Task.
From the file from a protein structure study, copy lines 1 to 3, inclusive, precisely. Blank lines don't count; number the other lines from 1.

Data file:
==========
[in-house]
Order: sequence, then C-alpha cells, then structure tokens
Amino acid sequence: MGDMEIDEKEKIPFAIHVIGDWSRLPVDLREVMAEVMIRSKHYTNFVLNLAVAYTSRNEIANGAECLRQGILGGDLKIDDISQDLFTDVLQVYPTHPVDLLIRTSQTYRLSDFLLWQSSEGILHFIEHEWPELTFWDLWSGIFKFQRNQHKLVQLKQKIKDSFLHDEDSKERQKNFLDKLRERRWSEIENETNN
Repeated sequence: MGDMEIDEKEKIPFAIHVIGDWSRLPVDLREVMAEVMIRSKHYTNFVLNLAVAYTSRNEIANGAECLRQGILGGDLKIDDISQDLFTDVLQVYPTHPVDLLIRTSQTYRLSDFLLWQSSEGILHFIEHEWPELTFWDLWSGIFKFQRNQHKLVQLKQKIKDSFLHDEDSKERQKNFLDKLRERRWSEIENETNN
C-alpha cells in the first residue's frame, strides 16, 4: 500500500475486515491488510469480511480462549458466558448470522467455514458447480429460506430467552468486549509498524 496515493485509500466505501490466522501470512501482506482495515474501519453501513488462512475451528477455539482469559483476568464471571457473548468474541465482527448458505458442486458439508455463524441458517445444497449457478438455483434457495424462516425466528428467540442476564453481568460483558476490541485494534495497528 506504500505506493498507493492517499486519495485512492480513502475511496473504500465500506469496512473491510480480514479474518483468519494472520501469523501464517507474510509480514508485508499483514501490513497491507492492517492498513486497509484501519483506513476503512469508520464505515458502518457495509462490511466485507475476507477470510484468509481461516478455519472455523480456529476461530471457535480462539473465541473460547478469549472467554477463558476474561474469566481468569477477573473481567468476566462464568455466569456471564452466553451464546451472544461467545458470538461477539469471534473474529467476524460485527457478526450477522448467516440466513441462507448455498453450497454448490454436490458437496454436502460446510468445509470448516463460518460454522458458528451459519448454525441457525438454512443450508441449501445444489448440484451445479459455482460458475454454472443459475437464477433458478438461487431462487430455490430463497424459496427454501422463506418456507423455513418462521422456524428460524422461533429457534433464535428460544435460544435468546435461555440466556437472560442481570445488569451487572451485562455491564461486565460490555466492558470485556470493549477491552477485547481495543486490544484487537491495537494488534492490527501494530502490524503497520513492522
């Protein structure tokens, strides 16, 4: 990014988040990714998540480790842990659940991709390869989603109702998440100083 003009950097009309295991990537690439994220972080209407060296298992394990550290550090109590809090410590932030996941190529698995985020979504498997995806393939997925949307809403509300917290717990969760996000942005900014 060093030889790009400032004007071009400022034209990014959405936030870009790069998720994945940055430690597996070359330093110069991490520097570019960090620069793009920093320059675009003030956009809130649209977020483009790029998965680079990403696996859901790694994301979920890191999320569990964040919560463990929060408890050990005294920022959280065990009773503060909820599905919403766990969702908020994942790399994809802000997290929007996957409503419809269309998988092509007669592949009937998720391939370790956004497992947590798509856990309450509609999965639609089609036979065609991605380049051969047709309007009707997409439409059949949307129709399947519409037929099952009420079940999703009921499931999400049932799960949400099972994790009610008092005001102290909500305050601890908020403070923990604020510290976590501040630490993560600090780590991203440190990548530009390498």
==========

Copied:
[in-house]
Order: sequence, then C-alpha cells, then structure tokens
Amino acid sequence: MGDMEIDEKEKIPFAIHVIGDWSRLPVDLREVMAEVMIRSKHYTNFVLNLAVAYTSRNEIANGAECLRQGILGGDLKIDDISQDLFTDVLQVYPTHPVDLLIRTSQTYRLSDFLLWQSSEGILHFIEHEWPELTFWDLWSGIFKFQRNQHKLVQLKQKIKDSFLHDEDSKERQKNFLDKLRERRWSEIENETNN